The goal with any QoS / Filtering / Throttling should be to balance the game play with the users ability to download or surf as needed. This last LanOC , it was the best one we had from that aspect. It is not an exact science when you factor in 140+ people in the room running all kinds of stuff like Spotify , Hamachi , Bit Torrent , UTorrent , and others on their PC - all leeching for the best amount of bandwidth they can get. Factor in as well game updates the day of and other download needs and you have a large amount of demand for a small pipe.

Not to mention we had one modem pretty much dedicated to streaming the LAN live so that cut into the bandwidth we had available.

if your interested in my setup I used for PFSense you can find it in the forums here or over at the pfsense forums.
Posted: 18 Apr 2015 17:37 by CNO #36615
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From the perspective of network management, I can see it is not a 'genre' consideration. I assume network monitoring played a role in your decision. Do you have that data that supports this? My interest in your decisions is looking at the statistics over the net, over the entire event. Armed with this info I might gain a greater understanding of the network traffic, bandwidth load, and node considerations.
Posted: 18 Apr 2015 13:51 by garfi3ld #36614
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Running managed switches on every table at a LAN event isn't really the best idea financially, at least early on. More to your point though, we haven't ever run into an issue where any one person or table has dominated the traffic the LAN traffic to the point where it caused slowdowns for people around them. File transfers up until very recently have always been limited by the transfer speed of the host and the write speed of the person pulling them, keeping any big transfers slow enough not to be a burden on users around them. With SSD's becoming more popular it is possible that we might run into the issue in the future, but like I said before the cost of buying managed switches for each table is huge and out of reach for most mid sized events.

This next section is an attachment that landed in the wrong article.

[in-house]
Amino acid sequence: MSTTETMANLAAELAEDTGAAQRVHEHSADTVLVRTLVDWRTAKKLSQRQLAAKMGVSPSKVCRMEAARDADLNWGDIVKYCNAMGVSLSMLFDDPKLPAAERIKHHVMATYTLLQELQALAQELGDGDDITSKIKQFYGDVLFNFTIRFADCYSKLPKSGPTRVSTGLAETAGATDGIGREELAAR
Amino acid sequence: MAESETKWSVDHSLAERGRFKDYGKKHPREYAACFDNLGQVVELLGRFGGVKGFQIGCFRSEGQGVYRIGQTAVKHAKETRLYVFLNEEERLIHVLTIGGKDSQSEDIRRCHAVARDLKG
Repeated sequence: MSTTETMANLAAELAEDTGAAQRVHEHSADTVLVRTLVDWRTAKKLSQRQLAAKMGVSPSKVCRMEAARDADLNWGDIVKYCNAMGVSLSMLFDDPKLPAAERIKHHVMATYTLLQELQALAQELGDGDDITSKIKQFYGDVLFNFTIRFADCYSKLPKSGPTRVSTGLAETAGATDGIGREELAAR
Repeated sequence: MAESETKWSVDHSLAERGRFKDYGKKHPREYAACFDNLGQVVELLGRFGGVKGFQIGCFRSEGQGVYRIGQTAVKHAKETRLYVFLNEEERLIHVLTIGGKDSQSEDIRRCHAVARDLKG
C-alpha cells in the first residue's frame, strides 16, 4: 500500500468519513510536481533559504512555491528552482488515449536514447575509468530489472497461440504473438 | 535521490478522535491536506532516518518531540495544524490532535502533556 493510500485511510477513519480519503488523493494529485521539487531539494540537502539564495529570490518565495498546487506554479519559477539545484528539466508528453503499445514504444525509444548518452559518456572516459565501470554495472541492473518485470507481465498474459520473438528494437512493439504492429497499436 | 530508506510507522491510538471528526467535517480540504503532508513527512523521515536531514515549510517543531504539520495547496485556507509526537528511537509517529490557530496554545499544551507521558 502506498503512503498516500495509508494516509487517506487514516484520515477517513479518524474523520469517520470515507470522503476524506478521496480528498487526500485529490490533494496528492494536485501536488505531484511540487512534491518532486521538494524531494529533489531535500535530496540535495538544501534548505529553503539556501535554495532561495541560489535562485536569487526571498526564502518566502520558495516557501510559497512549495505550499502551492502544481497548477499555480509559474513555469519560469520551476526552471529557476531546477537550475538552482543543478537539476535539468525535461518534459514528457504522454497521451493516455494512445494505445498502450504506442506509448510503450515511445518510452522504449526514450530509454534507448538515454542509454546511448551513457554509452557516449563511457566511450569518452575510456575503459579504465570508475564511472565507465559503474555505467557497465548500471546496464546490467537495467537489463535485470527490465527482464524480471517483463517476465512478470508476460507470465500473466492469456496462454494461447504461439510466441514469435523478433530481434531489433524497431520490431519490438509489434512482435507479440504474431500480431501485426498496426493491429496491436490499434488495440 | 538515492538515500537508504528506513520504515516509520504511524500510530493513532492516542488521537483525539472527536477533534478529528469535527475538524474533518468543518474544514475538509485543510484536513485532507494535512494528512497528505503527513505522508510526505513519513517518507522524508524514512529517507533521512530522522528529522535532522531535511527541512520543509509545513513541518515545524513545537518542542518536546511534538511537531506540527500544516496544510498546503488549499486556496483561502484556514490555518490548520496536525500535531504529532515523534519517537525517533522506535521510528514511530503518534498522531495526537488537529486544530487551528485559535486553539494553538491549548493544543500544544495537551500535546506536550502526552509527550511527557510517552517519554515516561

That said, in a perfect situation setting a cap on each port at the table is a great way to prevent any one person from dominating network traffic for those around them
Posted: 18 Apr 2015 08:15 by CNO #36613
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Would it had been more advantageous to configure each switches ports bandwidth restrictions prior to deployment at an event? Granted, I haven't managed a LAN Party, however, the same considerations are at work in academic labs with 50+ workstations. We manage port traffic to limit web access, let alone LAN traffic, the same considerations are at work. Albeit, the majority of the students are 2-year IT students interfacing with mainly Cisco products. So, the decision not to configure the table switches, and configure the master switch, is a decision based on best practices pertaining to LAN Party experience? My thought here is without managing the local ports near the gamers, there is the potential for one or more clients to dominate a branch below the master, degrading neighboring clients. Were those ports also managed as well, balancing is insured, both at the master, as well, as each branch.
Posted: 28 Jun 2012 20:47 by mianosm #25930